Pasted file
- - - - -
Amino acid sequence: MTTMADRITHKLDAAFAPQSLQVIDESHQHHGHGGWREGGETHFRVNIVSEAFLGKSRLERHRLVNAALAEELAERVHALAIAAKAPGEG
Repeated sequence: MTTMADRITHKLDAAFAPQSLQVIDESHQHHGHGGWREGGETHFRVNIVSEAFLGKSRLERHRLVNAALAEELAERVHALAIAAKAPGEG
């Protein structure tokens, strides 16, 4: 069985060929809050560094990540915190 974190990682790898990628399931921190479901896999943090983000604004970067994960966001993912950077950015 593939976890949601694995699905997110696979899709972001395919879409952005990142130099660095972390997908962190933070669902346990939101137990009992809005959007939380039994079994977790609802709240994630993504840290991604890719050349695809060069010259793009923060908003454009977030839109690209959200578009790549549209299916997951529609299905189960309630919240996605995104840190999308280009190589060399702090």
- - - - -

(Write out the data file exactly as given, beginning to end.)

Amino acid sequence: MTTMADRITHKLDAAFAPQSLQVIDESHQHHGHGGWREGGETHFRVNIVSEAFLGKSRLERHRLVNAALAEELAERVHALAIAAKAPGEG
Repeated sequence: MTTMADRITHKLDAAFAPQSLQVIDESHQHHGHGGWREGGETHFRVNIVSEAFLGKSRLERHRLVNAALAEELAERVHALAIAAKAPGEG
């Protein structure tokens, strides 16, 4: 069985060929809050560094990540915190 974190990682790898990628399931921190479901896999943090983000604004970067994960966001993912950077950015 593939976890949601694995699905997110696979899709972001395919879409952005990142130099660095972390997908962190933070669902346990939101137990009992809005959007939380039994079994977790609802709240994630993504840290991604890719050349695809060069010259793009923060908003454009977030839109690209959200578009790549549209299916997951529609299905189960309630919240996605995104840190999308280009190589060399702090």